What is the NCAA thinking?


A football locker room. A player… Nate… hears two teammates fighting around a corner. He goes to investigate.

“Is not,” says the first teammate.

“Is too,” says the second.

“Is not.”

“Is too.”

“Hold it, hold it,” says Nate. “What’s the problem here?”

“Well,” says the first player, “Tom says Wichita is a state, and I say it isn’t.”

“Jim,” says Nate, “we both know that Tom went to Wichita State. Therefore, Wichita must be a state.”

~ ~ ~ ~ ~

The above conversation is partially correct. I can’t remember the character names or actors involved (so I just inserted Tom, Jim and Nate), but as I recall it this was an actual scene and pretty close to the true dialogue exchange from the HBO series 1st and Ten. Recently, the NCAA announced some changes to how it will hold institutions accountable for graduation rates. And when I heard what they planned to do, I was reminded of this exchange.

Ok… first the background…

The graduation rates at certain schools, and actually for certain coaches, have long been available for us to review (or at least seek out). In some instances, usually (and understandably) when the record is exceptional, it is prominently displayed in media guides and press clippings.

Over the past decade, I think it’s fair to say that the NCAA has been facing increasing problems. The NBA is a tremendous example, where the most talented players aren’t even going to college for a year or two. Players like Carmello Anthony are the rare exception, and LeBron James has become a norm.

Then there’s football. This year the NFL’s policy on entering the draft faced its most serious challenge to date. At one point it actually appeared as though several players, previously ineligible due to a rule concerning high school graduation dates, would be allowed to enter the draft. Instead, they were again declared ineligible just days before the draft was held. (The long-understood belief though is that physically football players just aren’t ready to make the jump from high school to the pro level, and need three or four years of play before attempting it.)

I should probably give you my take on college athletics right here. First of all, they are for all true intents and purposes a business. Second, there is a funnel effect in place. Not every athlete from high school will be able to play for a college team. There are far fewer roster spots on the college level. By the same logic, not every college athlete will be able to play professionally. Third, in many cases… business or not… if these players earned a roster spot they are being afforded a chance at an education they might otherwise not have had an opportunity to obtain.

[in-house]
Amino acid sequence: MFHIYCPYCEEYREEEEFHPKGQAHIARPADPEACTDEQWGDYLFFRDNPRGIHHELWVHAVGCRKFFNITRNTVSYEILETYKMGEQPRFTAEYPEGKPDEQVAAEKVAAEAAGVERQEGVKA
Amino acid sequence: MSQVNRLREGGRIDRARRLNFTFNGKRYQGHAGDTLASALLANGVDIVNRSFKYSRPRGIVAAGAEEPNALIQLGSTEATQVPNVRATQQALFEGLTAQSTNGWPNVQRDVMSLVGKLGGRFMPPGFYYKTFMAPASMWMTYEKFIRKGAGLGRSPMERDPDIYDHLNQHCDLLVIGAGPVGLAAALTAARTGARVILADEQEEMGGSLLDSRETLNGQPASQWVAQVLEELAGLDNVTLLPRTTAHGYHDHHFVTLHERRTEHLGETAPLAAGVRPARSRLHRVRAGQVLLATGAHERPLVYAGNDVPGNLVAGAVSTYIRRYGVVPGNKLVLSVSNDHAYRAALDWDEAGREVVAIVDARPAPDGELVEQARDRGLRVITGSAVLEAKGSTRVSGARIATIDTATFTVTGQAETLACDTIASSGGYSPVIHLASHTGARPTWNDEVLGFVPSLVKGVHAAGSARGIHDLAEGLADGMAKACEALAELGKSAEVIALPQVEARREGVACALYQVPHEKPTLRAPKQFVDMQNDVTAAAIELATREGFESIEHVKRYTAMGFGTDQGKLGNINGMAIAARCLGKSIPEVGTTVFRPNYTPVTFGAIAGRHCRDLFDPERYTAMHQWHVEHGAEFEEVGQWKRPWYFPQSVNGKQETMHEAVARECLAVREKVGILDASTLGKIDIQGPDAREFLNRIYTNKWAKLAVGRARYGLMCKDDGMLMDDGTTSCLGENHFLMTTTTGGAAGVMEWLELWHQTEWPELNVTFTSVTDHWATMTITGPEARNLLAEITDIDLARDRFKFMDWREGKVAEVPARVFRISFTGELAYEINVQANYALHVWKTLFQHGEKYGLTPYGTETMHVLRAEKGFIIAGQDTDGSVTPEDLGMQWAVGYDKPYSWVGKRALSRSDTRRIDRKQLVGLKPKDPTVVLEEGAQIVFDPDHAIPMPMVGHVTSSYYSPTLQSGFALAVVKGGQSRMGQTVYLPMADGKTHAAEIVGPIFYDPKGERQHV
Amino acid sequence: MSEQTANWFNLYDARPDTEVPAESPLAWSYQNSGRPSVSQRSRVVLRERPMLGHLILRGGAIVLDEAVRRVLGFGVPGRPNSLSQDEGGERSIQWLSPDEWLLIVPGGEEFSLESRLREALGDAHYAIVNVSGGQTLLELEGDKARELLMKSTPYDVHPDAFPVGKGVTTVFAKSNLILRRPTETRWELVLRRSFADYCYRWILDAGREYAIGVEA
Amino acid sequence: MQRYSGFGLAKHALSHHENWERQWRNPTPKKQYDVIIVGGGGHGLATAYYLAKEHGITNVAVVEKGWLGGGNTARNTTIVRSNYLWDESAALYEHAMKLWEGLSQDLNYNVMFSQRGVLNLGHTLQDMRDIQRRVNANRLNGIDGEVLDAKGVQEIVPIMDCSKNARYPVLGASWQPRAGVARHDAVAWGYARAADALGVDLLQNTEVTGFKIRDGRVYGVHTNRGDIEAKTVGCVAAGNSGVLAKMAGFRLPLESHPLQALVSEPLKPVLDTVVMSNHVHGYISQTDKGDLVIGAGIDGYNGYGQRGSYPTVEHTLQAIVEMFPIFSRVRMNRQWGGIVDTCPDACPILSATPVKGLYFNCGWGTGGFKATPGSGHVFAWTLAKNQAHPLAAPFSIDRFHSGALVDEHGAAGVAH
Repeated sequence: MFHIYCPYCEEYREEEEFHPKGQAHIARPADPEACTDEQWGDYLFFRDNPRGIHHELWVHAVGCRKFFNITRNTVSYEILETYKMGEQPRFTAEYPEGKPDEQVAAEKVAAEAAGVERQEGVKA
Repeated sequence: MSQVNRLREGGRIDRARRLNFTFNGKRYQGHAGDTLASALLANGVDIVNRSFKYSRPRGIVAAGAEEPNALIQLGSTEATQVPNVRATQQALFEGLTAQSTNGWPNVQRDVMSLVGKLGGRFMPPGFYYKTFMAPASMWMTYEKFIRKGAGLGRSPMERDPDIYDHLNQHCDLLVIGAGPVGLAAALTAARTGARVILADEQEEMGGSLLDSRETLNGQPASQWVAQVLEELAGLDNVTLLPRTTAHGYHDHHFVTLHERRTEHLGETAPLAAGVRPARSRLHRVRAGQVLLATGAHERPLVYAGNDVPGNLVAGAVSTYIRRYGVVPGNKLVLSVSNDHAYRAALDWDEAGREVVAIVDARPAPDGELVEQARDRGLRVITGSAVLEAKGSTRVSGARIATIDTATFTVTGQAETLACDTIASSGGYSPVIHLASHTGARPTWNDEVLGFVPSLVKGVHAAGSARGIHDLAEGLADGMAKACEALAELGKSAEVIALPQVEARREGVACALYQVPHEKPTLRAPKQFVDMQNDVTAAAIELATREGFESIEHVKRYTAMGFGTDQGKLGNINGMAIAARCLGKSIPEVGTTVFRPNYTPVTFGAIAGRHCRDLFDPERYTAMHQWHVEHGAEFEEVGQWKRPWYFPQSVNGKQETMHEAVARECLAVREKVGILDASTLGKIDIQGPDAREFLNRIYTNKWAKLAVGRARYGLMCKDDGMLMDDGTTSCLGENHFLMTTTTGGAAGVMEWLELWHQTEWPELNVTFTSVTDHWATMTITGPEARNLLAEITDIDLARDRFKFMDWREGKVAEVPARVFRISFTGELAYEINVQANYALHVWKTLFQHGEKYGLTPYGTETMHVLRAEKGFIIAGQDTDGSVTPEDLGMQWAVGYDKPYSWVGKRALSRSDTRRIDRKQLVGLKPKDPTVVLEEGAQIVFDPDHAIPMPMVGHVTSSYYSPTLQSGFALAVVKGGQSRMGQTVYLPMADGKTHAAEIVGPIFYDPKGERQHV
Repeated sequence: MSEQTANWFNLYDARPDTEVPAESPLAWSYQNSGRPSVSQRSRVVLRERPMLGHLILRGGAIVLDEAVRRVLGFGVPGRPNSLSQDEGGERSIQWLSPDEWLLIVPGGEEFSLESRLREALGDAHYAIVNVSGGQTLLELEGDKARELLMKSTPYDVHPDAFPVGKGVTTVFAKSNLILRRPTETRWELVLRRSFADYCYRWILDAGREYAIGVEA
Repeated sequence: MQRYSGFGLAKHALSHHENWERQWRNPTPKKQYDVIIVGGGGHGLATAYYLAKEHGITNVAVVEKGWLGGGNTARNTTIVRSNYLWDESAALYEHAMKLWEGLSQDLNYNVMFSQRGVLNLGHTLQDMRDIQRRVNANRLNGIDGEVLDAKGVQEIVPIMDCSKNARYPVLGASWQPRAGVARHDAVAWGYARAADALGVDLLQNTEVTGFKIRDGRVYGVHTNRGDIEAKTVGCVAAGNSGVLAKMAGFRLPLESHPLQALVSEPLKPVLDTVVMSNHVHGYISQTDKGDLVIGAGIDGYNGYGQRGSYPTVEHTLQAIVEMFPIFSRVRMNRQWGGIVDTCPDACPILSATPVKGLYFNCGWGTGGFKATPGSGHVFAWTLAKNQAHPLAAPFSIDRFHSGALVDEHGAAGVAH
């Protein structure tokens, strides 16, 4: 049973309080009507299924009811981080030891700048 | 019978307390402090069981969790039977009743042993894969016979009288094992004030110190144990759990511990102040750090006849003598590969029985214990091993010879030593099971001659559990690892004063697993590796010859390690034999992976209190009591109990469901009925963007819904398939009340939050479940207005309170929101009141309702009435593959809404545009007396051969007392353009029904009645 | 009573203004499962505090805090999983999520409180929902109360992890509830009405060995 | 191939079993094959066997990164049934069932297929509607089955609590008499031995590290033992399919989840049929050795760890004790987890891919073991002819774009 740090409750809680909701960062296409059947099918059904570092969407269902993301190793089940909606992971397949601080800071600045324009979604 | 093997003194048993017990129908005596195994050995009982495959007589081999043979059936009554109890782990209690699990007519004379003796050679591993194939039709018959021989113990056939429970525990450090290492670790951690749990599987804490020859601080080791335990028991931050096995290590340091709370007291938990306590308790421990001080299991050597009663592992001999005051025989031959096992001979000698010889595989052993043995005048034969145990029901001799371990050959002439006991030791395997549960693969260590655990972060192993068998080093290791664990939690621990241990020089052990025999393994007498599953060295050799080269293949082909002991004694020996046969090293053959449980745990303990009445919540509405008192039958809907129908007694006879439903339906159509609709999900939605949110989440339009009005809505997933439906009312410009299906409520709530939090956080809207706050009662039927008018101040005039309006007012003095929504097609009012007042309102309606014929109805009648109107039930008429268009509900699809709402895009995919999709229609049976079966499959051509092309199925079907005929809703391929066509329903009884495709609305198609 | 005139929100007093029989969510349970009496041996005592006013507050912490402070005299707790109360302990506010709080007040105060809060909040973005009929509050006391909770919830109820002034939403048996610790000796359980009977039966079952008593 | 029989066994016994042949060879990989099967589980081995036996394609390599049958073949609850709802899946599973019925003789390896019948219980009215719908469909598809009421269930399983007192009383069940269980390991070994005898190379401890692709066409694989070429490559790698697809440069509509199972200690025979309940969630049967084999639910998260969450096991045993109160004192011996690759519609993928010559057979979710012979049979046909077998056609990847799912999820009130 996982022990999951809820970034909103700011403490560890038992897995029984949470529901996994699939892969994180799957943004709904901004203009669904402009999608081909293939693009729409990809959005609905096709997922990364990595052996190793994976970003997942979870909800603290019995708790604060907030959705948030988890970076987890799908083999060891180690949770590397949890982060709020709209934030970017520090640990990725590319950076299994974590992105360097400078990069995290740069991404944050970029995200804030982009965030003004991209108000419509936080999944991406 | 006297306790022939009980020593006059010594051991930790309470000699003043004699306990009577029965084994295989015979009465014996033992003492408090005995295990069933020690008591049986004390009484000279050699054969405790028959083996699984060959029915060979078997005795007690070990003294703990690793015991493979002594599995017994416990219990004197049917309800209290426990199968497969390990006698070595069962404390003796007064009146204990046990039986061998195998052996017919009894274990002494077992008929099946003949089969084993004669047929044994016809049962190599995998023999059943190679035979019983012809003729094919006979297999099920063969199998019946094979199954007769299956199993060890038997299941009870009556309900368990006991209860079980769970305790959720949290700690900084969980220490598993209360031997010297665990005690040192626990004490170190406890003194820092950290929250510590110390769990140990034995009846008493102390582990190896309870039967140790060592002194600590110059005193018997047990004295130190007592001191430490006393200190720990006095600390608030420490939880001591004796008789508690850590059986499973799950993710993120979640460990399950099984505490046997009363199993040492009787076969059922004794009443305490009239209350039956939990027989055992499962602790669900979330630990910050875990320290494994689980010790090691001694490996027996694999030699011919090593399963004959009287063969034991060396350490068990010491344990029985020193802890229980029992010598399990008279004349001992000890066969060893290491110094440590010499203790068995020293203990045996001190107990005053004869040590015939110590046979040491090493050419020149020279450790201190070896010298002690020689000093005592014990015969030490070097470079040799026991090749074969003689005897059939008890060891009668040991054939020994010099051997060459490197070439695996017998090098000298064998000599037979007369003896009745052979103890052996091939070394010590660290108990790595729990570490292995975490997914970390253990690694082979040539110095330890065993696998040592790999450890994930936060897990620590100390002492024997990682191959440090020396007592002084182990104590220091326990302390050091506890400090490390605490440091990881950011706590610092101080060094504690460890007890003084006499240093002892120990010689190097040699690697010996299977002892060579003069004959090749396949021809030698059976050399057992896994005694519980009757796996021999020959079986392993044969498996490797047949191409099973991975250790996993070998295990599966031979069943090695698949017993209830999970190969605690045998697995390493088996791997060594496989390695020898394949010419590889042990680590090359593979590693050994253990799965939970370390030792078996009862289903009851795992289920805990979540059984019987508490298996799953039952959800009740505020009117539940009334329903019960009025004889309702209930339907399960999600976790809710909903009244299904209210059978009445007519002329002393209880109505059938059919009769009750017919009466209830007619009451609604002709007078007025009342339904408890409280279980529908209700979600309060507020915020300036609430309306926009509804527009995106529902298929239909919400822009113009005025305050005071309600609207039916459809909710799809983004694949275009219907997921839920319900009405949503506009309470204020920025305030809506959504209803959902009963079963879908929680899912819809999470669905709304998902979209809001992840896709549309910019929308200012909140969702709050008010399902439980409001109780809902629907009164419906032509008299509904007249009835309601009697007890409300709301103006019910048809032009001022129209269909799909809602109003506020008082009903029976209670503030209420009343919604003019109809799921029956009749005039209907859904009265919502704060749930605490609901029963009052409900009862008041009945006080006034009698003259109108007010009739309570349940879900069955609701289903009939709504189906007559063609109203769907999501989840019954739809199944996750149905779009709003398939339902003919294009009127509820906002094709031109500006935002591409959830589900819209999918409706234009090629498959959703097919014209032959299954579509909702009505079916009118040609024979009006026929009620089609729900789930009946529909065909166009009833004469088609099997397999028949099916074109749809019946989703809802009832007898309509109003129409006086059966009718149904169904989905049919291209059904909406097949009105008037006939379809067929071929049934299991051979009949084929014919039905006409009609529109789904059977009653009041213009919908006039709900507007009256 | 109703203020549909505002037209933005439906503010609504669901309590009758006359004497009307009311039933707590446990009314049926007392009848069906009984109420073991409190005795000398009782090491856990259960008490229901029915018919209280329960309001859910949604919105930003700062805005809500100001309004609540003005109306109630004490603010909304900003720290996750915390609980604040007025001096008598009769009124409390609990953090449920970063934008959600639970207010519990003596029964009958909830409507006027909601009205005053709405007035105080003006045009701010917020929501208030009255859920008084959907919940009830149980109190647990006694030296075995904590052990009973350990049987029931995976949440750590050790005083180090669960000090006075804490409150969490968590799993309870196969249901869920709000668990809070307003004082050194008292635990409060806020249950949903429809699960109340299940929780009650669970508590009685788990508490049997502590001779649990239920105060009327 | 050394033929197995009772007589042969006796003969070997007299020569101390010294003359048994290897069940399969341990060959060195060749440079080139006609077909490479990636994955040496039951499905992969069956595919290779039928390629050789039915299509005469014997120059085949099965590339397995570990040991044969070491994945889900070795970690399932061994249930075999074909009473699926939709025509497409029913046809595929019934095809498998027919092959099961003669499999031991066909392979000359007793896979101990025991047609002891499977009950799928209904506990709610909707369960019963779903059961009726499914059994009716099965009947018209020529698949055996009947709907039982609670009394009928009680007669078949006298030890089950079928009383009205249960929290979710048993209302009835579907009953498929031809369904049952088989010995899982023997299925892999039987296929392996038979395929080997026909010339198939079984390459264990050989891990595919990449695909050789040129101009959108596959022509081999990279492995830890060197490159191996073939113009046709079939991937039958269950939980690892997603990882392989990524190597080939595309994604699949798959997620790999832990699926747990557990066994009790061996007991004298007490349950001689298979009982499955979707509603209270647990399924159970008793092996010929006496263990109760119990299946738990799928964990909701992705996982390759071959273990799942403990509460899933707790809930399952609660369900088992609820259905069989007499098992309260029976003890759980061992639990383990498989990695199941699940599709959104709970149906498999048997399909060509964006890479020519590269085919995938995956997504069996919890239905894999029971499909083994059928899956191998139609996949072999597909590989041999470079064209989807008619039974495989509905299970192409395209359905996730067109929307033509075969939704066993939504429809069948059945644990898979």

Now… to the NCAA…

ESPN ran an article from an Associate Press report that explains most of what recently happened. (I have included the link to it in case you want some additional information. Since the original posting of this piece, a few other links have been taken down and are no long available: (1) CBS SportsLine posted an article. (2) MSNBC posted an opinion column by Steve Wilstein and a separate piece by Steve Herman. That should give you enough to look for if you wish.) Here are the basics…

The NCAA has enacted changes that will focus on academic performance levels by athletes. Most of the rules will begin in 2006, and some of the standards or criteria have not been established. However, schools will be required to meet or exceed a specified performance level or risk punishments such as the loss of athletic scholarships or school eligibility for postseason tournaments.

On the surface, this would appear to be good news. Colleges and Universities, after all, are institutions of higher learning. Facilities for education. Right? Of course! Makes sense that they should require athletes to study and pass courses in order to represent them. So how could holding the athletic departments responsible for their student-athletes getting good grades be a bad thing? Well… let me tell you in three scenarios/arguments/opinions…

Number one ~ Life is a series of opportunities. Some of those opportunities have a tremendous degree of flexibility in what an individual can or cannot accomplish. Other opportunities have little flexibility. But realistically, there is a word that is becoming less and less important in this world… responsibility. College is in most cases an opportunity for the student athlete. You don’t need to tell a walk-on athlete this fact, because they were admitted to the school as a student first and then tried out for the team. But for some players, they were allowed into the school as an athlete first. The opportunity to get an education from the school is there, and it is the responsibility of that individual to get that education.